The Shaky Hands : Lunglight

<img src="" alt=" " />The Shaky Hands have the same Achilles Heel lodged in their throats on their sophomore release, <em>Lunglight</em>....
7.4 Holocene/Kill Rock Stars

 The Shaky Hands have the same Achilles Heel lodged in their throats on their sophomore release, Lunglight. The Portland, Oregon band made waves last year with their self-titled debut (QRO review), enough to boost them from small Portland label Holocene to being shared with larger Portland label Kill Rock Stars.  The band’s jangly country-rock rhythms certainly play nice, but like on The Shaky Hands, singer Nicolas Delffs’ voice is the weak spot.

Delffs has improved upon his neo-nasal whine on The Shaky Hands, moving away somewhat from the tones of Violent Femmes’ Gordon Gano or Modest Mouse’s (QRO album review) Isaac Brock.  But it still grates, and still feels like a let down amongst what could otherwise be some great songs.  The driving, expansive “We Are Young”, ominous “Neighbors”, atmospheric and swishing “World’s Gone Mad” – this early three-peat is perhaps the best example of strong material, pulled down.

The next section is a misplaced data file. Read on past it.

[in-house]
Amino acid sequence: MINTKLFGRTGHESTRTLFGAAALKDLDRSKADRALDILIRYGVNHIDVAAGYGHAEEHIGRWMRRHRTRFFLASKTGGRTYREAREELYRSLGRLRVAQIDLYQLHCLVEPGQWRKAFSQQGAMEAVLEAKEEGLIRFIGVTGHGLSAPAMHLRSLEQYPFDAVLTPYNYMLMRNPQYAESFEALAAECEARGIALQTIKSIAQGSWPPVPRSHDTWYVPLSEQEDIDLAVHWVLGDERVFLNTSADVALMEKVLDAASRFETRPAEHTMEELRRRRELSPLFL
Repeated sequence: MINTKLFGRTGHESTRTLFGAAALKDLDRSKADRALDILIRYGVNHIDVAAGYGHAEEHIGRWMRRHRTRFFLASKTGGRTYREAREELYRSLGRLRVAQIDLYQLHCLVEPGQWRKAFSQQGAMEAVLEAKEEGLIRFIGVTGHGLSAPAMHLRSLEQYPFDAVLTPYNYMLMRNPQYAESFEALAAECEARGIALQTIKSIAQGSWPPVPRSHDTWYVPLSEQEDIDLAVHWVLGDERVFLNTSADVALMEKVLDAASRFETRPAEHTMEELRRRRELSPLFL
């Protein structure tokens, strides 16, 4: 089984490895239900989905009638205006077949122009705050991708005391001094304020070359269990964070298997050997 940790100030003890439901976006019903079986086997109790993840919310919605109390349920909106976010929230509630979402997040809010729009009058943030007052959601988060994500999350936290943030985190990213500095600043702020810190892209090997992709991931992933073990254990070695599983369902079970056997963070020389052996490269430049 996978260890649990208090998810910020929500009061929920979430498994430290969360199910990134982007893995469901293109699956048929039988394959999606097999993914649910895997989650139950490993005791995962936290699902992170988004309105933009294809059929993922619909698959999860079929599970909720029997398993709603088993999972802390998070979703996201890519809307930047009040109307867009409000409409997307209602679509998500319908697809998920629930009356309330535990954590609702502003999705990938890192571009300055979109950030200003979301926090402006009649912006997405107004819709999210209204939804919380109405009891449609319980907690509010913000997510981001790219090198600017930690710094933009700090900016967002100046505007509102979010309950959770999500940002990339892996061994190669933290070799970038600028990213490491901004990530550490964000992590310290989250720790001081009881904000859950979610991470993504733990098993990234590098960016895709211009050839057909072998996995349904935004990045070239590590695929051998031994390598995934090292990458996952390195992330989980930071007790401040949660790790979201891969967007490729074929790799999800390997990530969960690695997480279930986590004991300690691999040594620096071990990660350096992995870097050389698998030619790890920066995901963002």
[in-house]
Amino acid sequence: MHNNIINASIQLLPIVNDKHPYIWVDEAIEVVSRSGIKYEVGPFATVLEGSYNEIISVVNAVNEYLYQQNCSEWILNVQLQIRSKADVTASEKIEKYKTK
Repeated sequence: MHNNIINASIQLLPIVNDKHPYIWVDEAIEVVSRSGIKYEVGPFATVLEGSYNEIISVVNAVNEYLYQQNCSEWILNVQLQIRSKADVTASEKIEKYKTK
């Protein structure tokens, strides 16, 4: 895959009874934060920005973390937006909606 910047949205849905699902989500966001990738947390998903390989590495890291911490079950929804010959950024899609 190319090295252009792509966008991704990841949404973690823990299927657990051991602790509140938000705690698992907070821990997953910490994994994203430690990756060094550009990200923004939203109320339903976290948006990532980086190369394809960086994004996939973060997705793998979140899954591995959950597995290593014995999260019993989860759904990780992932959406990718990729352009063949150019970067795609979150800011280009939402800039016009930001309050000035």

Special mention – but in a good way – must be made of Colin Anderson’s drumming.  He’s able to deliver scattered, jungle beats behind opener “A New Parade”, the road-twangy “Loosen Up”, and peppier “Air Better Come” to start Lunglight.  Unfortunately, two months before the release of the record, Anderson left The Shaky Hands, and one can only wonder whether percussionist Nathan Delffs (Nicolas’ brother) can do it all on his own.

At thirteen tracks, Lunglight is bound to have some variety and some stretches, and that makes up much of its second half.  Some, like the lo-fi garage rock fun of “You’re the Light”, or the following relaxed, alt-country “Show Me Your Life” (almost a ‘poor man’s old-school Walkmen’ – QRO album review) work well, but others, like the preceding restrained guitar cut-strum “No Say” or the penultimate swingin’ little ditty “Wake the Breathing Light”, aren’t quite fully in the group’s grasp.  However, The Shaky Hands never manage to offend – not with the too long “Wake”, nor with the slower, quieter “Love All Of” that precedes it.

Given its nature, “Love” is the track on Lunglight that most displays Nicolas Delffs’ weak vocals – but also Anderson’s strong drumming.  A half step in the right direction from The Shaky Hands, here’s hoping the band doesn’t find itself two steps back.

Album Reviews
  • Anonymous
  • No Comment

    Leave a Reply